15. Do you have any idea how much this would cost? Who is going to pay the bill? More taxes? A special assessment on Main Street property owners and business owners? Hasn't anyone noticed that real estate assessments have gone through the roof lately, as have other operating expenses such as insurance bills and utilities. Why is this an election year issue? How many successful Main Street business people support the Main Street manager concept? There are a lot more questions than answers. The current Mayor, key staff, and Council members have exhibited tremendous leadership in recent years to reinvigorate the entire City tax base in a responsible manner. A Main Street manager is not needed. Hopefully this idea will fade away again after the municipal elections.

Saturday, March 11, 2006

A Manager for Laurel's Historic Main Street?

The Main Street Manager idea is the hot debate around our fair city this weekend. There are strong opinions for and against it. The candidates gave their positions at last Wednesday's forum in two flavors; some were for it and others were "not opposed" to it. I'm not sure how they plan to vote "not opposed" on an ordinance.

I support a Main Street manager for Laurel. But I also strongly believe that the merchants should pay for it. There are just some things that governments are not good at, like managing for-profit commercial endeavors. Giving a government the responsibility for managing a commercial business district is like giving a case of beer and a Corvette to a group of teenagers. It might work out fine, but it's mighty risky for all.

But I'm much more interested in what you think, so I've created another quick survey. It should only take you two minutes and I'll post the results here for all to see.

Click here to take the Main Street Manager survey:

Friday, March 10, 2006

Mike Sarich - Candidate for Ward II

I've invited all of our 8 council candidates to answer 4 interview questions. Our next candidate response is two-term Ward II incumbent Mike Sarich. Please feel free to use the comments section to ask additional questions.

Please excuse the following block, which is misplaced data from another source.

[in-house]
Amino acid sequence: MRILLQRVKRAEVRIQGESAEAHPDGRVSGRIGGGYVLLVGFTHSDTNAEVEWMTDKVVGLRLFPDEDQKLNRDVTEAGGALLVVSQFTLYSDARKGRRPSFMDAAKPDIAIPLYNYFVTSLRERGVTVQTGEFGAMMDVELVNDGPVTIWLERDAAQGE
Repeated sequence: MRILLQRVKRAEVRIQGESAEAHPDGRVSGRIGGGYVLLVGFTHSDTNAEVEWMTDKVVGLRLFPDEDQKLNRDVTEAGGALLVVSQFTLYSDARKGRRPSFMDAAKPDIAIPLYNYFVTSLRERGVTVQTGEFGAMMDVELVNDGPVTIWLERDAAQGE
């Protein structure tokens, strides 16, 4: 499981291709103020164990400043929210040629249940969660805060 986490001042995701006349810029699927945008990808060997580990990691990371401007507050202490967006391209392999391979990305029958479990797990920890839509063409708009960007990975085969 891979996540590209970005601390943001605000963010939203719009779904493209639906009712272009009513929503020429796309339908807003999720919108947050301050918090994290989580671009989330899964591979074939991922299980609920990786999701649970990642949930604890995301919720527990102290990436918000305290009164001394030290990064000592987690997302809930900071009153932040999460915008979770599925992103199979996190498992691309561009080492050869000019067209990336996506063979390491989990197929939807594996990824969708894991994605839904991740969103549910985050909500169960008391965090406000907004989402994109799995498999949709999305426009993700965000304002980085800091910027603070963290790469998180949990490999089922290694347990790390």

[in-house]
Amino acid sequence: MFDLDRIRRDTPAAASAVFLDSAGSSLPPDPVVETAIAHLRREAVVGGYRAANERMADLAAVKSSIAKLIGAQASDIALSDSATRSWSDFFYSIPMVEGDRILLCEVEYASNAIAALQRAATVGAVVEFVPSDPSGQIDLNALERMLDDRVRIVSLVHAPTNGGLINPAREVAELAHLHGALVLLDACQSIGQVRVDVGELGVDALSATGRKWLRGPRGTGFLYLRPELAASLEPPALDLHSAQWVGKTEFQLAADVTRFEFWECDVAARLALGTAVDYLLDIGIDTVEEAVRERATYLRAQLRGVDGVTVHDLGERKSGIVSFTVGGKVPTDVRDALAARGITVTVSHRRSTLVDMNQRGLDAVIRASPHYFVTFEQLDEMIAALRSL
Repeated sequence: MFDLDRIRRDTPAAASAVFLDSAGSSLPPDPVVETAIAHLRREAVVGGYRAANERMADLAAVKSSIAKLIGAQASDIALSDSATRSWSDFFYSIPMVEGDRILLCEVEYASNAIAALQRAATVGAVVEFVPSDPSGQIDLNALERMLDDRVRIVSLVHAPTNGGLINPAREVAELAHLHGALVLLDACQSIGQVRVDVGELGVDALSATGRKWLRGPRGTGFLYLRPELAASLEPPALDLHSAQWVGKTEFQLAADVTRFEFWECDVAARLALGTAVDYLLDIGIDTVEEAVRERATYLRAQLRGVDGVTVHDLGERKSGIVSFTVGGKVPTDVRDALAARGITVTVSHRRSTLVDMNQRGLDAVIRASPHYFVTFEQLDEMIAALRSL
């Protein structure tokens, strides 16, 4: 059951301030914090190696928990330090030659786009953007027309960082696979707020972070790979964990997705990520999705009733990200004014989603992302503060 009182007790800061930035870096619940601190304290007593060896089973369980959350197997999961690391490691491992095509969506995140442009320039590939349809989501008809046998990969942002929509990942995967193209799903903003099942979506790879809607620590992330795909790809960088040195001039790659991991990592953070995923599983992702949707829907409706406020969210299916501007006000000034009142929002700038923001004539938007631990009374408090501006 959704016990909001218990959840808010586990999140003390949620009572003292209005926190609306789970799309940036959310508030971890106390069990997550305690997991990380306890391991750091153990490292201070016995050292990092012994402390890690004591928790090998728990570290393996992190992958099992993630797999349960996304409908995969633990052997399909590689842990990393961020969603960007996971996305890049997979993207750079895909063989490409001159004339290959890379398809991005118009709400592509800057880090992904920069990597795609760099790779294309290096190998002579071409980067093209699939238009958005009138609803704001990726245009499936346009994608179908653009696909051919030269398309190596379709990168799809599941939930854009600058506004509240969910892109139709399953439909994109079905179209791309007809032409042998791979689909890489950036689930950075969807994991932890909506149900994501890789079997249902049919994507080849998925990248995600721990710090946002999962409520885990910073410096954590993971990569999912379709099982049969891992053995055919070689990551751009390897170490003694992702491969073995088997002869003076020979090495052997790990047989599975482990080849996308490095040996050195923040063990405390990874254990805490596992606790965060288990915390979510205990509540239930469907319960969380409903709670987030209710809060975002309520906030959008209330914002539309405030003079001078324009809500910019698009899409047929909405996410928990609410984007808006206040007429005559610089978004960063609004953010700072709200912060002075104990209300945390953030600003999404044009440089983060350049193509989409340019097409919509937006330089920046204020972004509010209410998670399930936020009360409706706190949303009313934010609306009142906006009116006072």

1. Who are you?

First, thanks for taking the time out of your busy schedule to learn more about the candidates for Laurel City Council.

Briefly; I am a lifelong Laurel resident, a St. Mary’s and Pallotti alumnus, Gulf War era Veteran (first), and a small business owner. I hold a bachelors with honors coursework in Political Science and a Masters Degree in Public Policy from the University of Maryland. I’ve held internships in the Irish Parliament and US Government agencies. Currently, I am honored to be serving my second term on the Laurel City Council.

2. Why do you want the job of Laurel council member at this time?

While a great deal has been achieved over the last four years, much more work needs to be done. I believe the next Council will be a “Council of Change” by becoming more responsive to citizens and businesses needs. To make this happen, I need your support on March 20th.

3. What are the three most important things you want to accomplish if (re)elected?

a. Correction of the flawed DROP program (this is the program that in my view discriminates against police officers by making their eligibility date for participation 5 years after their regular retirement date). We can not afford to have a system that divides our City employees and creates ill-will among them.

b. The continuation & amplification of programs to return the Lakes to ecological viability. Over the last four years we’ve enacted shoreline stabilization, Geese Police, increased code enforcement, and other programs in order to help the Lake. More work is coming and the prognosis is promising.

c. I will work to bring a Main Street Manager to our historic Main Street. There seems to be consensus from all candidates (excepting one At-Large incumbent) that Main Street needs someone to “Live, Sleep, Eat, and Breathe Main Street Business.” It’s time to put the studies aside and take action. If I’m reelected, I will make sure that this next Council will be a Council of actions, not words.

For more information on any of these three core goals, please email me @

4. What is your vision for Laurel 10 years from today?

My hometown has grown dramatically throughout my life. In ten more years I envision a livable, more walkable community. Streets with bike lanes, a vibrant Main St., and a city filled with Smart Growth development are all realistic goals for the next ten years.

In my vision, Laurel will continue to be a place where people can live in affordable, high-quality housing. A place where people can work in high-quality, rewarding careers. And a place where people can play near a clean lake, participate in fun recreation leagues, and enjoy living in a historic town.